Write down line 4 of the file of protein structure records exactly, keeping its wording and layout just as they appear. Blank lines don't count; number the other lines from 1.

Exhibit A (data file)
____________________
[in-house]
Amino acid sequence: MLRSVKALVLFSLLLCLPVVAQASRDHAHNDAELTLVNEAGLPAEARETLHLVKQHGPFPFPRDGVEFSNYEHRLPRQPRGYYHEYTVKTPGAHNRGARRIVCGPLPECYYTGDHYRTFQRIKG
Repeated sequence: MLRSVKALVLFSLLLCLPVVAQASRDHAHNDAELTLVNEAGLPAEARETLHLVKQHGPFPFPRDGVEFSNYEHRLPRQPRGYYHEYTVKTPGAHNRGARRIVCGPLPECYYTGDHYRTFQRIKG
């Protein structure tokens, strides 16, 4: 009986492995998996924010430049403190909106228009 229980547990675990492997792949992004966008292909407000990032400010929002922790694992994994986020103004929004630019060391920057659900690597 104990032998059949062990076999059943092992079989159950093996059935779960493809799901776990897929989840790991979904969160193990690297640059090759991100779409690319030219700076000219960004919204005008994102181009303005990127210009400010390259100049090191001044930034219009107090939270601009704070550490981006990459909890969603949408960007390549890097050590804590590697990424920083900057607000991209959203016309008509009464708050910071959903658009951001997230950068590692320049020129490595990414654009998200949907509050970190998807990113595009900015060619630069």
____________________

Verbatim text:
């Protein structure tokens, strides 16, 4: 009986492995998996924010430049403190909106228009 229980547990675990492997792949992004966008292909407000990032400010929002922790694992994994986020103004929004630019060391920057659900690597 104990032998059949062990076999059943092992079989159950093996059935779960493809799901776990897929989840790991979904969160193990690297640059090759991100779409690319030219700076000219960004919204005008994102181009303005990127210009400010390259100049090191001044930034219009107090939270601009704070550490981006990459909890969603949408960007390549890097050590804590590697990424920083900057607000991209959203016309008509009464708050910071959903658009951001997230950068590692320049020129490595990414654009998200949907509050970190998807990113595009900015060619630069």